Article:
Global bond investors seem to be taking the Indian government’s promise of fiscal consolidation with a pinch of salt.
Foreign holdings of rupee-denominated debt have slumped to an 11-month low even after Prime Minister Narendra Modi’s Feb. 29 budget sparked a rally in bonds and the rupee. While the administration retained a goal to narrow the deficit to a nine-year low and announced lower-than-estimated market borrowings, fund managers say they want to see implementation of the proposals and progress on economic reforms before buying.
“We’re yet to see if the budget actually delivers on promises,” said Kim Jinha, Seoul-based head of global fixed income at Mirae Asset Global Investments Co., which manages about $73 billion worldwide and is still bullish on Indian bonds. “If the government or the central bank isn’t keeping up with promises, we can witness more outflows before they stabilize, but I doubt we’re going to see another huge outflow given that the government has signaled they’ll do something.”
Investors are also watching Reserve Bank of India Governor Raghuram Rajan, who will host an April 5 meeting and had flagged fiscal discipline as one of the pre-requisites for further easing after four interest-rate cuts in 2015. Another box to tick is Modi’s success in pushing through economic changes including a goods-and-services tax that’s currently deadlocked in parliament.
“The budget has brought a relief to the market,” said Caroline Gorman, a London-based investment manager at GAM International Management Ltd., whose team manages $4.1 billion in emerging-market debt. “The next issue to focus on will be any progress on reforms like the passage of the GST.”
Foreign holdings of sovereign and corporate notes fell 4.5 billion rupees on Tuesday to 3.36 trillion rupees, after capping a fourth straight week of declines on March 4. The stockpile dropped 87.6 billion rupees in February in the biggest monthly slide since April 2014 amid skepticism over Modi’s commitment to the budget goals and a broader selloff in emerging-market assets.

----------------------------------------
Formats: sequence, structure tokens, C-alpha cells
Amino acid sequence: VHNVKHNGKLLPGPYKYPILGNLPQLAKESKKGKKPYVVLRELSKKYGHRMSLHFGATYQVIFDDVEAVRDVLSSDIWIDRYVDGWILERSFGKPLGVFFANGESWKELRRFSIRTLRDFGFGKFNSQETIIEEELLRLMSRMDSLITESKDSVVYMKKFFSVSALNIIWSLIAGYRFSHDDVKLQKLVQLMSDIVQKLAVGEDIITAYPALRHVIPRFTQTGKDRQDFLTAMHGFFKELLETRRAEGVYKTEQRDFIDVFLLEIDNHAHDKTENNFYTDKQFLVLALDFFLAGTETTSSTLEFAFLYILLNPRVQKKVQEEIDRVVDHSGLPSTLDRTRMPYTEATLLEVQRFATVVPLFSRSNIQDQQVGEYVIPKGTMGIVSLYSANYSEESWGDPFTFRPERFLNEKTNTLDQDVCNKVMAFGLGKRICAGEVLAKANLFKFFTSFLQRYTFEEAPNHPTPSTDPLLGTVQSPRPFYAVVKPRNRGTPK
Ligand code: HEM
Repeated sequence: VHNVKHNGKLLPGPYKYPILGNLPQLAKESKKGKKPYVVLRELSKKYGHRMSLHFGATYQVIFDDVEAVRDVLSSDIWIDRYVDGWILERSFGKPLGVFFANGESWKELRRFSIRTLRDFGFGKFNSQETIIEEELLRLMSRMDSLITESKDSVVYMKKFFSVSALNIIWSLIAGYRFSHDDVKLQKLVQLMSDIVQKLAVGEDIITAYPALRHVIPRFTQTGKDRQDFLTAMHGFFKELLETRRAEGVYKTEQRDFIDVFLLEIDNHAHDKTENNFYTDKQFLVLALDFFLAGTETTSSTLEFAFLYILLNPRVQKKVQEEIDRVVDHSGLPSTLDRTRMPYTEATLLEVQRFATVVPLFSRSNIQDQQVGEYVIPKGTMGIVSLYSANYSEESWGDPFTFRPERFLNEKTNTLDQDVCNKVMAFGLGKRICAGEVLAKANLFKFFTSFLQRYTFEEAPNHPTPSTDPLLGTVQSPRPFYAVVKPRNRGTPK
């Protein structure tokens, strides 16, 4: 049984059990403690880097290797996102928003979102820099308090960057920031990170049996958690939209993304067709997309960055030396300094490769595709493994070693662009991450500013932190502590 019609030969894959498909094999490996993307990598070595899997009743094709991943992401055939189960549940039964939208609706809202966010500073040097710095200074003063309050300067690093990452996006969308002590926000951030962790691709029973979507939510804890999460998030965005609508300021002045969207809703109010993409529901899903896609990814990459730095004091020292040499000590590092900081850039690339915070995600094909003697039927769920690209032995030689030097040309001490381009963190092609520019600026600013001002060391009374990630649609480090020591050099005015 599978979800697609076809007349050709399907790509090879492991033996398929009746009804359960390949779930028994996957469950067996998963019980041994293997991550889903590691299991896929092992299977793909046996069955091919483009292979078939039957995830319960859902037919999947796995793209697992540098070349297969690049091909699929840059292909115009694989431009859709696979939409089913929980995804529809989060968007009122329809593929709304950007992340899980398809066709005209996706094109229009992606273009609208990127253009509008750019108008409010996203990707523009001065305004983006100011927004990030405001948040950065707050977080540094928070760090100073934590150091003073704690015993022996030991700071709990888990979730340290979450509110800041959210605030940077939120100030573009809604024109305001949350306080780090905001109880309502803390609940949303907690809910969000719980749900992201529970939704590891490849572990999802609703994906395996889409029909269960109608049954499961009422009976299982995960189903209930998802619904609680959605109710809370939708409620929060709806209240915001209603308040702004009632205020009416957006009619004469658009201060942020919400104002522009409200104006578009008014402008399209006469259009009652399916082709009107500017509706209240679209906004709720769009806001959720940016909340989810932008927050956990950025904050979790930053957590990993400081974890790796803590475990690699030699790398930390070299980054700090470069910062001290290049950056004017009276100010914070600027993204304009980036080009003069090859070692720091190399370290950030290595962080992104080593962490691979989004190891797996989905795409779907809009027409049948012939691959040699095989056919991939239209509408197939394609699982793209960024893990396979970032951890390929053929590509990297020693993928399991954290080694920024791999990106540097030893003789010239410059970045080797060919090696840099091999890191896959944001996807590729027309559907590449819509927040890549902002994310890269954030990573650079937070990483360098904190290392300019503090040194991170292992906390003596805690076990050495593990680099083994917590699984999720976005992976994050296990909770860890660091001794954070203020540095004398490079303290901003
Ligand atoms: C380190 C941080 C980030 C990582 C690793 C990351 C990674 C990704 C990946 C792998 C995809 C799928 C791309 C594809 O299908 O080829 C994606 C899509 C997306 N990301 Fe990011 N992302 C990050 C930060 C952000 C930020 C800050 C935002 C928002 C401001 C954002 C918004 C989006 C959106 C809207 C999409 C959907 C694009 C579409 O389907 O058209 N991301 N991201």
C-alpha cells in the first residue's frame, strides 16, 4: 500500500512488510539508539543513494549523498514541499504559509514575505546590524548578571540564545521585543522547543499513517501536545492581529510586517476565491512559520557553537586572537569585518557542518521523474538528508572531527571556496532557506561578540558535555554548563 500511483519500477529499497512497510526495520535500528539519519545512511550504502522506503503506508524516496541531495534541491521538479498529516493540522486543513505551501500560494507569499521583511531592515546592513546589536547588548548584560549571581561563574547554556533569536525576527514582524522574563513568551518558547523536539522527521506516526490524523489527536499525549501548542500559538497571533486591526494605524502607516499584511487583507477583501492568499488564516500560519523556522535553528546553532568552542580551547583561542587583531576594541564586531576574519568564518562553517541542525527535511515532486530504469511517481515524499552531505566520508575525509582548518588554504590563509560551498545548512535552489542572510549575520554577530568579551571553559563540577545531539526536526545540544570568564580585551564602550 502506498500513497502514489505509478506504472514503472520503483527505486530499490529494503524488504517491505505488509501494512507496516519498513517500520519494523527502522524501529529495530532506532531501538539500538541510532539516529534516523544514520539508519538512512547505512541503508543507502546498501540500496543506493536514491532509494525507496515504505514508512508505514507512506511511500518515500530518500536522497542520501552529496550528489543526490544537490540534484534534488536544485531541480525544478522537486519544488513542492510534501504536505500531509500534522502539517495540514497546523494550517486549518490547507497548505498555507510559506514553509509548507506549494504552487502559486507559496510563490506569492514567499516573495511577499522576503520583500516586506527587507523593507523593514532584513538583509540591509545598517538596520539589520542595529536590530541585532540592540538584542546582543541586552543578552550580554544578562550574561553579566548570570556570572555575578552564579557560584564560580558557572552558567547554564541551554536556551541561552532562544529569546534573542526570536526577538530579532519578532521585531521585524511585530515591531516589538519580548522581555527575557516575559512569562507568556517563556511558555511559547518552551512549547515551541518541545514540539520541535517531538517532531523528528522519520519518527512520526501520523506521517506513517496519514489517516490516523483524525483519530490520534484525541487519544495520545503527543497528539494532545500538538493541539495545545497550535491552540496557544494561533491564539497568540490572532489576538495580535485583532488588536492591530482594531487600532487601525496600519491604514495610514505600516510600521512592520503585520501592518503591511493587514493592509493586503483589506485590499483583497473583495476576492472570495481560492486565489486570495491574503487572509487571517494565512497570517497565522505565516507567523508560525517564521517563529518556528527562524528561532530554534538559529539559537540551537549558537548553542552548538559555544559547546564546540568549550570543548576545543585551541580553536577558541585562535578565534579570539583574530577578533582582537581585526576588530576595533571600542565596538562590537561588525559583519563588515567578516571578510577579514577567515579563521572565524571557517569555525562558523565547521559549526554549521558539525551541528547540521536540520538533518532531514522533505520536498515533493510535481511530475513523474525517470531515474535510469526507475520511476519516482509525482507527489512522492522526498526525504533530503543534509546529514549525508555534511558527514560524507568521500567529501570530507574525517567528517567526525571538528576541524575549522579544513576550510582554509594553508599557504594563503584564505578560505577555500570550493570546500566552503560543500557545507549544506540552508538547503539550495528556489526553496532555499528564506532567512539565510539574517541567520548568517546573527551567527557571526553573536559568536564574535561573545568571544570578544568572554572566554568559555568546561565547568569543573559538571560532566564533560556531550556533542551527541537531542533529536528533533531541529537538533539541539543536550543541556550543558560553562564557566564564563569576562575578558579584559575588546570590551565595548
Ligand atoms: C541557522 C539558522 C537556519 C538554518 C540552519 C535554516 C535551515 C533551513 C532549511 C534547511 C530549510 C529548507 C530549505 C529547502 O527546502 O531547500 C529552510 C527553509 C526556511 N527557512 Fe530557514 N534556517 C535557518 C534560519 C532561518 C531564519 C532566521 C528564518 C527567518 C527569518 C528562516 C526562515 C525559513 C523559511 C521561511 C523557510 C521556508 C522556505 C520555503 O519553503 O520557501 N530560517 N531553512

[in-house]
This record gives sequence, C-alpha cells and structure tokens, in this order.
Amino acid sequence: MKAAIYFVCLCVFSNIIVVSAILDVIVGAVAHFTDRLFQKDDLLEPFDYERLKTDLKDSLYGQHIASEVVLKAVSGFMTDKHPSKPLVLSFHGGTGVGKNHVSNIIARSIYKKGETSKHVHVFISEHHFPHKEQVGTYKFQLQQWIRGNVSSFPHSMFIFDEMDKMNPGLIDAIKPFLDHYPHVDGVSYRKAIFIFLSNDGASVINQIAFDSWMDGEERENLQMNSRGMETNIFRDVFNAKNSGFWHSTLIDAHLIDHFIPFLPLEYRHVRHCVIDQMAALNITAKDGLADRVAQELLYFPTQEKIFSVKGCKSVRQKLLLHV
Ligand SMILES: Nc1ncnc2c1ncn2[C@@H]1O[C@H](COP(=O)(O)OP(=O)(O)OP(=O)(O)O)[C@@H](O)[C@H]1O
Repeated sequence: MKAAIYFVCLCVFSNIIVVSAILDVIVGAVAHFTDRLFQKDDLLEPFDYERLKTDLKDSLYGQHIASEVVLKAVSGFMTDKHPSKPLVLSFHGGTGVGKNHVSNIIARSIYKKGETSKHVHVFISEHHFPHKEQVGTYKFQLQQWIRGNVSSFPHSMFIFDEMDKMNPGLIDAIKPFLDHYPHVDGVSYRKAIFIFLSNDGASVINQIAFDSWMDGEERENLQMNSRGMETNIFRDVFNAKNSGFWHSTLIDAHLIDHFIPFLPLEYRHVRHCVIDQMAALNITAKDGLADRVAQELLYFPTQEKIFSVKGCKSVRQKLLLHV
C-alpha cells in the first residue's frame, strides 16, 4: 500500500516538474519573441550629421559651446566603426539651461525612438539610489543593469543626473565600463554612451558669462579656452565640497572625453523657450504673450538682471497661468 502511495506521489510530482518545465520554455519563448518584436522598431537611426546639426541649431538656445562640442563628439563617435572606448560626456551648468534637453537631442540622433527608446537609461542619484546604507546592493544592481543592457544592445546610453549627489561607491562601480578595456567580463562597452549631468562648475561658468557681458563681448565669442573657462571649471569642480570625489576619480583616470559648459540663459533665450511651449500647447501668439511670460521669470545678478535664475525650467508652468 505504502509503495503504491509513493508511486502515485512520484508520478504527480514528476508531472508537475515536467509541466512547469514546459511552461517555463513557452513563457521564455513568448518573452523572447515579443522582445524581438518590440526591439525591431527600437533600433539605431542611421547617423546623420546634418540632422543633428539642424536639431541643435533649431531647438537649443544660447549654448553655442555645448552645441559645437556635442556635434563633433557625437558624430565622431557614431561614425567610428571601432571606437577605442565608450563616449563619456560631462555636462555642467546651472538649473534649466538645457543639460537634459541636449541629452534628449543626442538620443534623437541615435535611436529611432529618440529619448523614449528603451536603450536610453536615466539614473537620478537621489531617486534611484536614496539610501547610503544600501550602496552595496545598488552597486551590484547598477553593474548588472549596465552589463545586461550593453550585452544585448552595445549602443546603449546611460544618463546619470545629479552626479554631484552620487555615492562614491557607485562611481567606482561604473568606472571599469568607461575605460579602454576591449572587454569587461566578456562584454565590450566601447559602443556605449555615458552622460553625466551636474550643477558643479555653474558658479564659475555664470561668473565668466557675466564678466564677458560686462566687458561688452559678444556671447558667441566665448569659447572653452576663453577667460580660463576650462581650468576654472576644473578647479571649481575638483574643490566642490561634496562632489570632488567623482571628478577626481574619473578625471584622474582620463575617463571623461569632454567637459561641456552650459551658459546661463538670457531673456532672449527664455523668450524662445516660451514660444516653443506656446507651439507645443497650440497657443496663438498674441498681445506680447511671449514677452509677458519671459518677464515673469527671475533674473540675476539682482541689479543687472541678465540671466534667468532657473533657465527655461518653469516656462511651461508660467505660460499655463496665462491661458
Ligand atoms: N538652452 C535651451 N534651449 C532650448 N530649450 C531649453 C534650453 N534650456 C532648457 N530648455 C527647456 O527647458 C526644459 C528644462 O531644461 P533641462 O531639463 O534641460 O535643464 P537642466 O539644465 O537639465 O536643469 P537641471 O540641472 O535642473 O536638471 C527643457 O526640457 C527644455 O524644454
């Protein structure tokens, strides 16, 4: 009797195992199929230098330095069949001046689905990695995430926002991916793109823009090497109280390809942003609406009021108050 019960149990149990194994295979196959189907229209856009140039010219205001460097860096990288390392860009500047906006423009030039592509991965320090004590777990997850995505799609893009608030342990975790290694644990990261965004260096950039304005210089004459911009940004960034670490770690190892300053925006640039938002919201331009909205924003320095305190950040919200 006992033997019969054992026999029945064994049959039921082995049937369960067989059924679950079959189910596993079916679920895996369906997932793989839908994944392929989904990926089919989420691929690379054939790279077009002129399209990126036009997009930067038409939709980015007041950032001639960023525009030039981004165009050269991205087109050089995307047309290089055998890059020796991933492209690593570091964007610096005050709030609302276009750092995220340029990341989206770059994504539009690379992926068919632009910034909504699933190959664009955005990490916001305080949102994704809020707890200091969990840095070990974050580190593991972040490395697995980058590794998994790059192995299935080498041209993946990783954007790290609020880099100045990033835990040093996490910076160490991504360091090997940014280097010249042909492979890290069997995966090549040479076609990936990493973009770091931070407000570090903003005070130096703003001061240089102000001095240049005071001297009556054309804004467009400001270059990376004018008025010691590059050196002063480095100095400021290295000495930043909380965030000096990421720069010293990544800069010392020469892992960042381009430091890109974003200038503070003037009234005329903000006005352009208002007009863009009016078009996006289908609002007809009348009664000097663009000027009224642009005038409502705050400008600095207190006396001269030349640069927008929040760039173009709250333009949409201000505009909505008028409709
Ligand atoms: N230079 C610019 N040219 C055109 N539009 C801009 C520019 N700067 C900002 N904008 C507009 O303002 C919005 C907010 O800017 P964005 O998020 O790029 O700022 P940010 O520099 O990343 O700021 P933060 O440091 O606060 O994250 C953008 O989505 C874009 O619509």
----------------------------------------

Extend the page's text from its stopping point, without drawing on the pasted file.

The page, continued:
The government aims to borrow 6 trillion rupees ($88.8 billion) in the year starting April 1, lower than the 6.8-trillion rupee median estimate in a Bloomberg survey of 10 analysts conducted before the budget. The 10-year sovereign bond yield dropped the most since October last week, while the rupee capped its biggest gain since September 2013.
Even so, some economists are baffled by how much the government has budgeted for a proposed once-in-a-decade salary increase for civil servants, which is estimated to be about 1 trillion rupees. The allocation is crucial to determining the credibility of Modi’s plans to narrow the fiscal gap to 3.5 percent of gross domestic product in the year ending March 2017.
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Demand for sovereign securities is also being hurt by competition with state-government notes. The average spread between yields on bonds issued by federal and state administrations has widened to about 100 basis points, from around 50 basis points in the last five years, according to Tata Asset Management Co.
Investors have earned 0.8 percent on rupee sovereign notes so far this year, the least among major Asian markets tracked by Bloomberg. The securities were the region’s top performers in 2015 and 2014, with returns of 8.1 percent and 16.5 percent.
Rajeev De Mello, who oversees about $10 billion as head of Asian fixed income at Schroder Investment Management Ltd. in Singapore, said the recent rebound in global oil prices “could be another reason why you’re seeing a little bit of underperformance.”
“I wouldn’t chase the market right now,” he said, predicting that the central bank will cut the repurchase rate by 25 basis points in April. “We have been positive and positioned already for lower yields.”
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